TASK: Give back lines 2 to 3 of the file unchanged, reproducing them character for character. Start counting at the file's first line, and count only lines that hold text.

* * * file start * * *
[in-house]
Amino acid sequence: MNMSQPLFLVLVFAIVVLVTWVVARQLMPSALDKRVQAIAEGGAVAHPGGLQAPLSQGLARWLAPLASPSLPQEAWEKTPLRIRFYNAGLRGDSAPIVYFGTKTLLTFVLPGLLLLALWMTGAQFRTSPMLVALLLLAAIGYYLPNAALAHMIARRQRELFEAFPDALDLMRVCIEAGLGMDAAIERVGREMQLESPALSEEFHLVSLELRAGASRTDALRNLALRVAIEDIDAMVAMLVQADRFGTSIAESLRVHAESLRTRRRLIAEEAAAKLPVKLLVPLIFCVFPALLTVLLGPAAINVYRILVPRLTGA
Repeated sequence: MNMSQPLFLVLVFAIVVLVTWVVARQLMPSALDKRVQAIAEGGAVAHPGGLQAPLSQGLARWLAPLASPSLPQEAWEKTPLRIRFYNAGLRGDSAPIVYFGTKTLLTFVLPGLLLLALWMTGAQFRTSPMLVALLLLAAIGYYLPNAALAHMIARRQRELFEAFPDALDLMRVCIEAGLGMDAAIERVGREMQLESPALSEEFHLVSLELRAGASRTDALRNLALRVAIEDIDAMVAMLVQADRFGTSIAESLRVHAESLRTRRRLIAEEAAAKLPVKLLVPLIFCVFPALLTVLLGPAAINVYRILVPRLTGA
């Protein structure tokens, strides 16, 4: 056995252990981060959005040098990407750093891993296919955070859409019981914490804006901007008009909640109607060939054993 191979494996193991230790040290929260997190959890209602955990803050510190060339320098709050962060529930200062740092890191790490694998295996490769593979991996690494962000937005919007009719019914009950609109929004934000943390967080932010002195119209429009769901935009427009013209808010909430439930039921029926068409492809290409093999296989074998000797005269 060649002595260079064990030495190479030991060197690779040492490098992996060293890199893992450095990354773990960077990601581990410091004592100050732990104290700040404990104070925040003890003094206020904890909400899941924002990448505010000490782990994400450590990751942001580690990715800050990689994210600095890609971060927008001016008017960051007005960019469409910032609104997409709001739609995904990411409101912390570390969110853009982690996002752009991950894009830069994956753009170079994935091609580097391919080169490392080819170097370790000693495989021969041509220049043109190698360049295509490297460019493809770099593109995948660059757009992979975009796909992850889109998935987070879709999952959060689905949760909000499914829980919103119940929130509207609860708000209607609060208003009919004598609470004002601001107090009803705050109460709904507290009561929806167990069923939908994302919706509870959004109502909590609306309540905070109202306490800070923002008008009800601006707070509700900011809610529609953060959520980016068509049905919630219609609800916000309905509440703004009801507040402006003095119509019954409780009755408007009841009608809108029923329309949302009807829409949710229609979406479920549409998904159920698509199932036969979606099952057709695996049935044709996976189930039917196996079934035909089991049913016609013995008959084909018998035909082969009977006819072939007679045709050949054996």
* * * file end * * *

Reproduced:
Amino acid sequence: MNMSQPLFLVLVFAIVVLVTWVVARQLMPSALDKRVQAIAEGGAVAHPGGLQAPLSQGLARWLAPLASPSLPQEAWEKTPLRIRFYNAGLRGDSAPIVYFGTKTLLTFVLPGLLLLALWMTGAQFRTSPMLVALLLLAAIGYYLPNAALAHMIARRQRELFEAFPDALDLMRVCIEAGLGMDAAIERVGREMQLESPALSEEFHLVSLELRAGASRTDALRNLALRVAIEDIDAMVAMLVQADRFGTSIAESLRVHAESLRTRRRLIAEEAAAKLPVKLLVPLIFCVFPALLTVLLGPAAINVYRILVPRLTGA
Repeated sequence: MNMSQPLFLVLVFAIVVLVTWVVARQLMPSALDKRVQAIAEGGAVAHPGGLQAPLSQGLARWLAPLASPSLPQEAWEKTPLRIRFYNAGLRGDSAPIVYFGTKTLLTFVLPGLLLLALWMTGAQFRTSPMLVALLLLAAIGYYLPNAALAHMIARRQRELFEAFPDALDLMRVCIEAGLGMDAAIERVGREMQLESPALSEEFHLVSLELRAGASRTDALRNLALRVAIEDIDAMVAMLVQADRFGTSIAESLRVHAESLRTRRRLIAEEAAAKLPVKLLVPLIFCVFPALLTVLLGPAAINVYRILVPRLTGA